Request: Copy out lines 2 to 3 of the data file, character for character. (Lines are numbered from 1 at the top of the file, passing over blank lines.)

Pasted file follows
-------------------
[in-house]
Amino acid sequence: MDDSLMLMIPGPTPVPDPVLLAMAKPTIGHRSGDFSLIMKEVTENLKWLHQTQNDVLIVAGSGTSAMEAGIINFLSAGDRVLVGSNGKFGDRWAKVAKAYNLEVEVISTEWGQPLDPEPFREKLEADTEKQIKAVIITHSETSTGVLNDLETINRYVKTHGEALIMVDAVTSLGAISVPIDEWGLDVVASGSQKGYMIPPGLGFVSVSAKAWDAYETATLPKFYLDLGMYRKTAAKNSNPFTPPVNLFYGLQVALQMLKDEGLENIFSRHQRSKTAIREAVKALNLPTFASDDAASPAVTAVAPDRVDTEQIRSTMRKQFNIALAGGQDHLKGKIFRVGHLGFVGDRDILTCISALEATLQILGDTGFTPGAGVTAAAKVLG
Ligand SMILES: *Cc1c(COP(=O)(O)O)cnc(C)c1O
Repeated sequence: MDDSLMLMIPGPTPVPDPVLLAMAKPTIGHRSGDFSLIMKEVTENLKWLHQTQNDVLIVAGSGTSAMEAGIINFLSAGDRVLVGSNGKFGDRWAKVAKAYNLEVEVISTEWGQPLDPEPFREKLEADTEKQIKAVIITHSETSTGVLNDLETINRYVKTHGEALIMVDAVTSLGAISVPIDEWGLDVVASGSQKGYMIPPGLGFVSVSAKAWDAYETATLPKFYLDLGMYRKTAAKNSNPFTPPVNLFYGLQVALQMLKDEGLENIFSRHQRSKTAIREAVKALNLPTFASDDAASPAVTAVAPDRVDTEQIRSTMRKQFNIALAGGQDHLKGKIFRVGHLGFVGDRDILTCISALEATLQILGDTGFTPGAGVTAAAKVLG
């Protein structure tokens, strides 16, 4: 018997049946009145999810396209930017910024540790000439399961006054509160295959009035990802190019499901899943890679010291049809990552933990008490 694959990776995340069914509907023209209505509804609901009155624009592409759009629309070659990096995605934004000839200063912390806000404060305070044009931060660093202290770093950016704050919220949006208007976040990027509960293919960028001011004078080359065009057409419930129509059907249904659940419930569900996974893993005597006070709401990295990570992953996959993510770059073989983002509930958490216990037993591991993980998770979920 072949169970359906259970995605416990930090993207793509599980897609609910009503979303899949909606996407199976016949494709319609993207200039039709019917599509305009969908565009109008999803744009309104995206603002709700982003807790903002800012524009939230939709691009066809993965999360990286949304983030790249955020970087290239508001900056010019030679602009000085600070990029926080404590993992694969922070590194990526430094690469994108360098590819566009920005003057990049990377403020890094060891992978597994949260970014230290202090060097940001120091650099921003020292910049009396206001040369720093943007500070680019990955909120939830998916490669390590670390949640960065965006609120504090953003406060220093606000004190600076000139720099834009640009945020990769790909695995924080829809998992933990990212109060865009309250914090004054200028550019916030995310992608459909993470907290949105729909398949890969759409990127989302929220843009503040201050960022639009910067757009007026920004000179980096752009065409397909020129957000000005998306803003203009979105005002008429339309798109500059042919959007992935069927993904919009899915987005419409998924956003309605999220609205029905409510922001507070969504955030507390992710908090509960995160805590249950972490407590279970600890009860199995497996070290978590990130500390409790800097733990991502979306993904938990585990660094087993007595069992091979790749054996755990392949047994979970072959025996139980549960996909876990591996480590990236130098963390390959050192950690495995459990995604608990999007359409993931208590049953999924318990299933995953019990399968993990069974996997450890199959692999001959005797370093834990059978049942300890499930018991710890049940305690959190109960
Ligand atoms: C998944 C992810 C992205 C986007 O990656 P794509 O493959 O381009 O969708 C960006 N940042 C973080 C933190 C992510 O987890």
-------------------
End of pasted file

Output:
Amino acid sequence: MDDSLMLMIPGPTPVPDPVLLAMAKPTIGHRSGDFSLIMKEVTENLKWLHQTQNDVLIVAGSGTSAMEAGIINFLSAGDRVLVGSNGKFGDRWAKVAKAYNLEVEVISTEWGQPLDPEPFREKLEADTEKQIKAVIITHSETSTGVLNDLETINRYVKTHGEALIMVDAVTSLGAISVPIDEWGLDVVASGSQKGYMIPPGLGFVSVSAKAWDAYETATLPKFYLDLGMYRKTAAKNSNPFTPPVNLFYGLQVALQMLKDEGLENIFSRHQRSKTAIREAVKALNLPTFASDDAASPAVTAVAPDRVDTEQIRSTMRKQFNIALAGGQDHLKGKIFRVGHLGFVGDRDILTCISALEATLQILGDTGFTPGAGVTAAAKVLG
Ligand SMILES: *Cc1c(COP(=O)(O)O)cnc(C)c1O